Friday Review

Kamal and the art of screenplay writing

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“Charu anna would be composing these funny lines and singing them to tunes of the latest Tamil film songs. Much later, RC Sakthi made me write. My friend Puviarasu made me write. Great poets such as Gnanakoothan encouraged me to write”

(This is the fifth in a series of articles on Kamal Haasan’s tryst with the arts.)

Part 1: >His classical odyssey

Part 2: >'You can feel the fear in this song'

Part 3: >'He taught me to sing with abandon'

Part 4: >And more on the Ilaiyaraaja connection

When I asked Kamal Haasan what kind of music he listened to, outside of work, he said, “Pretty much anything that comes my way – even dubstep, which (Gautami’s daughter) Subbulakshmi introduced me to.” He said he was most fond of neoclassical music, and he named the composer Alex North, who veered away from the traditional orchestral approach prevalent in Hollywood and incorporated other elements – jazz, for instance, in his score for ‘A Streetcar Named Desire’. (North went on to compose for well-regarded films such as ‘Spartacus’ and ‘Who’s Afraid of Virginia Woolf?’).

“You can see those influences in my films,” Kamal Haasan said, “right from ‘Rajapaarvai’.” He then spoke about an “extraordinary neoclassical score,” a Hiranya Vadham kind of piece, which Ghibran has composed for the soon-to-be-released ‘Uthama Villain’.

“I am not a great fan of songs being part of the film, unless it’s a musical,” he said. “I think it’s high time for a bifurcation between music and cinema. It’s such a nuisance when we bring in songs. We have trained the audience like that. It takes a long time to make the audience understand that too much fried food is bad for you. They listen only if the doctor tells them. But now that the portion sizes have become small, they’ve begun to understand.”

***

We then spoke about his writing, and Kamal Haasan went into a flashback to when he must have been around 16. He and his brothers were waiting for their mother to serve them dosais and Charuhasan, on the spot, composed and sang this pastiche based on the tune of ‘Vettri meedhu vettri vandhu ennai saerum’, the popular MGR song from the 1970 film ‘Thedi Vandha Maappillai’.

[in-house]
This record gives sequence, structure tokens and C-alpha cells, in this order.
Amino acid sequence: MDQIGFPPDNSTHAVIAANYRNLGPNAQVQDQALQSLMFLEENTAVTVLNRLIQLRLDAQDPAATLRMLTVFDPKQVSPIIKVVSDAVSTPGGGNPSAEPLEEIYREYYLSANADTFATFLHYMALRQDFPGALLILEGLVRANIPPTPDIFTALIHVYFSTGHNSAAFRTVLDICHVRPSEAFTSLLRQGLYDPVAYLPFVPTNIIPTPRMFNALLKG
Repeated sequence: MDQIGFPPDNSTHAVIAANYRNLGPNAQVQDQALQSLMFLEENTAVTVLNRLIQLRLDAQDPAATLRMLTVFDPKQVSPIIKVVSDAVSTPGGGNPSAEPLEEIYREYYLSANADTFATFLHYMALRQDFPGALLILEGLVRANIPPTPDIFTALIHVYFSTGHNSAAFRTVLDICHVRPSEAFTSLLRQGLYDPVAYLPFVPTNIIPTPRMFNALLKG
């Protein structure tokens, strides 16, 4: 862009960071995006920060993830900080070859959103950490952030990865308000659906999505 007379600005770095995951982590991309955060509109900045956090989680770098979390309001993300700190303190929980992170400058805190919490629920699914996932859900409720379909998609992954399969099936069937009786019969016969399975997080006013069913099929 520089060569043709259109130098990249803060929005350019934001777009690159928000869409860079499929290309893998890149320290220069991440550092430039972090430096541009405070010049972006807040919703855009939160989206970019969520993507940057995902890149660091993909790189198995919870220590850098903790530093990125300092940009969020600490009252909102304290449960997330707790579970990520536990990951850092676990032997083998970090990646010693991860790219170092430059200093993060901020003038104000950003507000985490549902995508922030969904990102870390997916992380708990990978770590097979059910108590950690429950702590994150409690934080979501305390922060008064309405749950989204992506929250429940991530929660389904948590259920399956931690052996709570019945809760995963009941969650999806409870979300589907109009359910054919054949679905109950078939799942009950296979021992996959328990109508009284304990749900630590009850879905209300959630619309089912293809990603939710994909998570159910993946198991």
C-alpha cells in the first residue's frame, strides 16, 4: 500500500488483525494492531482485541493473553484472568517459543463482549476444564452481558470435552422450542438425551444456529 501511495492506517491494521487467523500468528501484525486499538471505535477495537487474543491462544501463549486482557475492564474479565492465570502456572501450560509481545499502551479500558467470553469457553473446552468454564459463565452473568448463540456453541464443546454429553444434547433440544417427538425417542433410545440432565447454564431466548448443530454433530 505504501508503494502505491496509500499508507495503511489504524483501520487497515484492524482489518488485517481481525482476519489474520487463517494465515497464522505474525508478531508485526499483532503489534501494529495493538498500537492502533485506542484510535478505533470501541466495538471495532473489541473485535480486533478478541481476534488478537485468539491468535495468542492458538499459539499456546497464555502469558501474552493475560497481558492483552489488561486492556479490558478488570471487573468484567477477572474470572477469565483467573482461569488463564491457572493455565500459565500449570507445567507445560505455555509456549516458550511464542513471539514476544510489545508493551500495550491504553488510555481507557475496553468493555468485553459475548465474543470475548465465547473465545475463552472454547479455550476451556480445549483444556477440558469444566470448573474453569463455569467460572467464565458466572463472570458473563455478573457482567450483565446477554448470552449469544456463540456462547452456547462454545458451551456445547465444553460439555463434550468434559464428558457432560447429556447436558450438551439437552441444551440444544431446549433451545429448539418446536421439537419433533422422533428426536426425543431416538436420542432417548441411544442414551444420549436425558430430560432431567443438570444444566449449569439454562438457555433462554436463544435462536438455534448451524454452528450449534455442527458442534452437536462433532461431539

“Dosai meedhu dosai vandhu ennai saerum,

Adhai vaarthu thandha perumai ellam unnai saerum,

Idli-oda chutney thandha annai allavo,

Idhu oosugindra dosai enbadhu unmai allavo.”

This is impossible to translate with its flavour intact, but the point Kamal Haasan was making was that, as with music, writing too was all around him in that household. “Charu anna would be composing these funny lines and singing them to the tunes of the latest Tamil film songs. Much later, RC Sakthi made me write. My friend Puviarasu made me write. Great poets such as Gnanakoothan encouraged me to write.” Even Raghu Rai could be added to that list, for Kamal Haasan said that poetry and photography are very important hobbies that a screenwriter should have, because they make you think of succinct ways of saying what you have to say. “I’m a great fan of Raghu Rai. Each photograph of his tells you a whole story. A little higher up, a different angle, and it’s a whole new story.”

RC Sakthi, who would go on to direct films such as ‘Dharma Yudhdham’ and ‘Sirai’, told Kamal very early in their association, “You are a screenwriter.” He thrust a 40-page notebook in Kamal’s hand and told his friend to start writing his screenplay. This was around 1970-71. Kamal started writing something called ‘Ninaivugal’ for a short film. Sakthi liked it and asked Kamal to join him as co-writer on ‘Unarchigal’, a film he was planning about the sexual misadventures of a teenager. Kamal, who would play this protagonist, came up with the title. The film was supposed to be a quickie, released in 1972.

But it got embroiled with the Censor Board over its content, which was fairly explicit for the time. The 1972 roster of the Tamil film industry included ‘Agathiyar’, ‘Dheivam’, ‘Annai Abirami’ and ‘Sakthi Leelai’. The story of a teenager who contracts a sexually transmitted disease must have been a bit of a stretch. ‘Unarchigal’, finally, made it to the screens in 1976.

(To be continued)

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Printable version | Nov 13, 2019 5:53:38 PM | https://www.thehindu.com/features/friday-review/kamal-and-the-art-of-screenplay-writing/article6401133.ece

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